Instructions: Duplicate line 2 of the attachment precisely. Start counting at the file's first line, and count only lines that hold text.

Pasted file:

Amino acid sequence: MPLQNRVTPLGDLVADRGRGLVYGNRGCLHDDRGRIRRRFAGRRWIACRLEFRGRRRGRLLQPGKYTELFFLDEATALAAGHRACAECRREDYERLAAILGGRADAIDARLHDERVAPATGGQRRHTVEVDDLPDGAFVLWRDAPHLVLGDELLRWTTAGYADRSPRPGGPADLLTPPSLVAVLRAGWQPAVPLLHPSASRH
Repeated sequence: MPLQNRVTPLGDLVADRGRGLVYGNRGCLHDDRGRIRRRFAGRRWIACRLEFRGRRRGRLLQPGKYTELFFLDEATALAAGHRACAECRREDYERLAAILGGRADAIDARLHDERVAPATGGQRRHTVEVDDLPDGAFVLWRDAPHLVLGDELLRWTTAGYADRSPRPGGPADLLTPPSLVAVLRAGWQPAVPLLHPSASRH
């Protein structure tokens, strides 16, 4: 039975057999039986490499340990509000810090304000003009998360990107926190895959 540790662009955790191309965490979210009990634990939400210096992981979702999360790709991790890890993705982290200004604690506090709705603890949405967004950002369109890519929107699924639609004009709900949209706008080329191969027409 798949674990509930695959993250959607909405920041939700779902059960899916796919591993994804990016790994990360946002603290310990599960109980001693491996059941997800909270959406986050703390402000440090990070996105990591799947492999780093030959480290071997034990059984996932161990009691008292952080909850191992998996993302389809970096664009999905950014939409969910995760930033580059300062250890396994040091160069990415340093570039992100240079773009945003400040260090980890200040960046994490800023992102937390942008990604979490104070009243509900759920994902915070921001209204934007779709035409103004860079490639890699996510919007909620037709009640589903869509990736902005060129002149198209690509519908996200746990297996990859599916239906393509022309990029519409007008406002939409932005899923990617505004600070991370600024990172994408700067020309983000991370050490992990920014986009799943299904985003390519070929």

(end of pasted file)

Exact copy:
Repeated sequence: MPLQNRVTPLGDLVADRGRGLVYGNRGCLHDDRGRIRRRFAGRRWIACRLEFRGRRRGRLLQPGKYTELFFLDEATALAAGHRACAECRREDYERLAAILGGRADAIDARLHDERVAPATGGQRRHTVEVDDLPDGAFVLWRDAPHLVLGDELLRWTTAGYADRSPRPGGPADLLTPPSLVAVLRAGWQPAVPLLHPSASRH